The situation is amplified in poor low income communities. Citizens who are fully vaccinated will be able to travel abroad and move freely particularly in outdoor settings.
The risk of sickness, hospitalisation and death due to Covid-19 infection is extremely low when vaccinated, so when the inevitable next outbreak happens on the island those who have not taken the vaccine will be at greater risk for infection, hospitalisation and death.
Persons should be made to understand that as more people travel to the island during the upcoming summer and winter months the chances of a virus outbreak increases significantly and it could be one of the dreaded variants, UK, Brazilian, South African and the Indian one that is devastating that country.
Our health system can’t withstand a spike spread much less an outbreak or community spread by any of these variants. Vaccine skeptics must be told that they are playing ‘Russian roulette’ with their lives and that of relatives and friends.
It was only a month ago that World Health Organisation (WHO) commended Trinidad and Tobago for its efforts at keeping Covid-19 infections low and India announced it was nearing the end game in the fight against the virus, yet today, both countries are experiencing intense community spread in the case of the former and cataclysmic infection rates in the latter.
Grenadians must be made to understand that the situation in a pandemic can change in the twinkle of an eye. The majority of the population can’t afford to sit on their laurels saying ‘we don’t have Covid on the island’ and ‘it’s a hoax’ because, presently, the infection rate is very low, the situation can change suddenly.
All it takes is for one infected visitor to the island to breach entry protocols at the air or sea port, a false negative PCR result, an infected Venezuelan or Vincentian who enter the country’s borders illegally to engage in illegal drugs or a yachtie trying to avoid quarantine to interact with locals on the island and spread the virus.
The Prime Minister and the Covid-19 team must recognise that information that can be used to prepare effective messaging is available, however persons now tasked with doing so are unable and capacity should immediately be identified to correct the situation.
Coercive and arrogant utterances by high officials would not help, rather it will worsen the situation, placing the island at serious risk for a virus outbreak, the longer it takes for herd immunity to be reached. The much expected economic recovery will be placed in jeopardy as well.
The Prime Minister and his team must understand the island is at a crossroad and the path chosen would determine whether there is a Covid-19 outbreak or not. If the Prime Minister and his Cabinet choose the path of tightening up on enforcement of current protocols, facilitate development of effective massaging to combat vaccine hesitancy, acquire more vaccines and ramp up public education campaign the island could fend off an attack by the Covid-19 virus.
According to US president Joe Biden, “The bottom line is clear, if you’re vaccinated you can do more things, more safely, both outdoors as well as indoors, so for those who haven’t gotten their vaccinations yet, especially if you’re younger or thinking you don’t need it, this is another reason to go get vaccinated now.”
President Biden’s message can resonate here in Grenada and this is the kind of messaging the Prime Minister should be giving rather than make comments that can intimidate persons into taking the vaccine.
On the other hand, how come this Middle Eastern man could be allowed to make the Prime Minister look as a ‘house slave’ with his racially loaded utterances. This ‘harf’ known for having temper tantrums when things don’t go his way, is out of place, he thinks Grenadians are all butlers and servants who could only smile for tourists.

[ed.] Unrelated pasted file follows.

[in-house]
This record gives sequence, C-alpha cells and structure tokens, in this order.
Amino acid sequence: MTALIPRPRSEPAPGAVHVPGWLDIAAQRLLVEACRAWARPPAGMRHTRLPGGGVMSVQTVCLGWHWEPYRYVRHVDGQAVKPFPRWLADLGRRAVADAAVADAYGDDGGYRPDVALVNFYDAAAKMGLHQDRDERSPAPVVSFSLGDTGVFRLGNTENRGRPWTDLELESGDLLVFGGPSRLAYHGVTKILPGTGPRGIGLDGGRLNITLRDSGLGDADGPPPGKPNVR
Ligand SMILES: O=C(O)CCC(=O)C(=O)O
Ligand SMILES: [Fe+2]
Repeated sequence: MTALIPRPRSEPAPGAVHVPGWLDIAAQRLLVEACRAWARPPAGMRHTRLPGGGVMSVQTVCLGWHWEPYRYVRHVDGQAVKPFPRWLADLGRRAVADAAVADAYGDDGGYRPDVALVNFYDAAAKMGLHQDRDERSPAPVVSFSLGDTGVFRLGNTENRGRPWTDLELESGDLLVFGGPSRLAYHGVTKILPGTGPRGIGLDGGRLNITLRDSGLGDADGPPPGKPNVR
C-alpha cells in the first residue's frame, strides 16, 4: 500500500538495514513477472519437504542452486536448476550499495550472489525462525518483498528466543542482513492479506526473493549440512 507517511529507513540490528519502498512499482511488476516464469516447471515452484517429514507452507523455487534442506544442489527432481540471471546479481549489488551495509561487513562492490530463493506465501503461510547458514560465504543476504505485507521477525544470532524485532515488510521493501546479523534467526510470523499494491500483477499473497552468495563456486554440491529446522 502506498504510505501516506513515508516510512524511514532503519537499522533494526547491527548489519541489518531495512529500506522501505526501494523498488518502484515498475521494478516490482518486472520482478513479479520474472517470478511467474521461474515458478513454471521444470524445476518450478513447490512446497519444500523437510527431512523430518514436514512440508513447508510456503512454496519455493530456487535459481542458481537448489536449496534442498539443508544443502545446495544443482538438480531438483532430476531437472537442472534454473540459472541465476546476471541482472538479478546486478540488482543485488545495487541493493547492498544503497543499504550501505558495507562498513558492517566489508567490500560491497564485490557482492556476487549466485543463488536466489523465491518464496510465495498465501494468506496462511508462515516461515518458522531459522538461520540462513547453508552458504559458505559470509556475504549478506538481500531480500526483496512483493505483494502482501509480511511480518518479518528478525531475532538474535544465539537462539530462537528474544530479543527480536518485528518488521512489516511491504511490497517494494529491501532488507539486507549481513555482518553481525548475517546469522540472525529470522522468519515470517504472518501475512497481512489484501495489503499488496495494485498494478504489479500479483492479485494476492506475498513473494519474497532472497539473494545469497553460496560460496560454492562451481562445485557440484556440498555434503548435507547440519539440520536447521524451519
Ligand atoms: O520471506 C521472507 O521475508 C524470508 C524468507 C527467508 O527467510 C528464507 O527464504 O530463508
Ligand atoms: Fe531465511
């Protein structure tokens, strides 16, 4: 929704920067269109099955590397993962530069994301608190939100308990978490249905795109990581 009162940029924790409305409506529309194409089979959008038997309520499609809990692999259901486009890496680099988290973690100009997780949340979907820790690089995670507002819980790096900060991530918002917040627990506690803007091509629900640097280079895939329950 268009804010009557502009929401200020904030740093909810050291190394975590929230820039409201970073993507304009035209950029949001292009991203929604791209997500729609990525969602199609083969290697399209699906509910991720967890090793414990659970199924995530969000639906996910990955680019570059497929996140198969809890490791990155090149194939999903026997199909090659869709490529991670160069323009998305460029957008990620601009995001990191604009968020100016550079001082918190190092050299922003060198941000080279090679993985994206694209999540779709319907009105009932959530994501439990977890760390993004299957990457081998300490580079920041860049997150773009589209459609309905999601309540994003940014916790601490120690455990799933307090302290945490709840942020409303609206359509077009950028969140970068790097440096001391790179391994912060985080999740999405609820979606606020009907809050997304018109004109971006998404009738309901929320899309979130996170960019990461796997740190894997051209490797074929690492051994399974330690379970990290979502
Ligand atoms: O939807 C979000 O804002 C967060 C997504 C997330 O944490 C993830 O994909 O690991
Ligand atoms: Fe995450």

The Middle Eastern man believes we are in the movie, ‘Gone with the Wind’. His friend must tell him that Grenadians are a proud people who excelled at the highest levels on the world stage in law, politics, academics, arts and sports.
He must be told of Justice Julius Isaac, the first black Chief Justice of the Federal Court of Canada, Justice Romain Pitt, the first black lawyer from a private practice to be a Superior Court Judge in Canada, Jean Augustine, the first black woman to be elected to the House of Commons in Canada, Lord Pitt of Hampstead, one of the first persons of African descent to be in the House of Lords and the longest serving black Parliamentarian in the United Kingdom.
He must be told of Leslie ‘Hutch’ Hutchinson, one of the biggest cabaret stars in the world during the nineteen twenties and thirties, Kirani James, Olympic gold medalist and Lewis Hamilton, World F1 racing champion.
We are certainly not an island of butlers and servants, we are a defiant people who had the first and only revolution in the English-speaking Caribbean. The pride and joy of the revolution is the Maurice Bishop International Airport. There are no Muslim Brotherhood in Grenada, however there are still sufficient conscientious citizens on the island who are willing to draw a red line in the sand on the Maurice Bishop International Airport – that must not be crossed.
Not a blade of grass on that airport will be sold for there will be hell to pay: the ‘harf’ must wheel and come again.
It is also observed that the artist rendition of cottages on the hill next to Portici beach appear to block the dirt track or footpath used by Grenadians for ‘donkey years’ to access that beach.
I hope the civil servants whom the ‘harf’ like to bash would enforce the regulations on footpaths and ‘right of ways’ to allow Grenadians to continue accessing the beach. All citizens must stay focus on Portici beach and spot the light on the Physical Planning Unit as the project comes on stream.
Footpaths, right of ways and access to public beaches are codified, the ‘harf’ must not be allowed to repeat what was done on Grand Anse beach.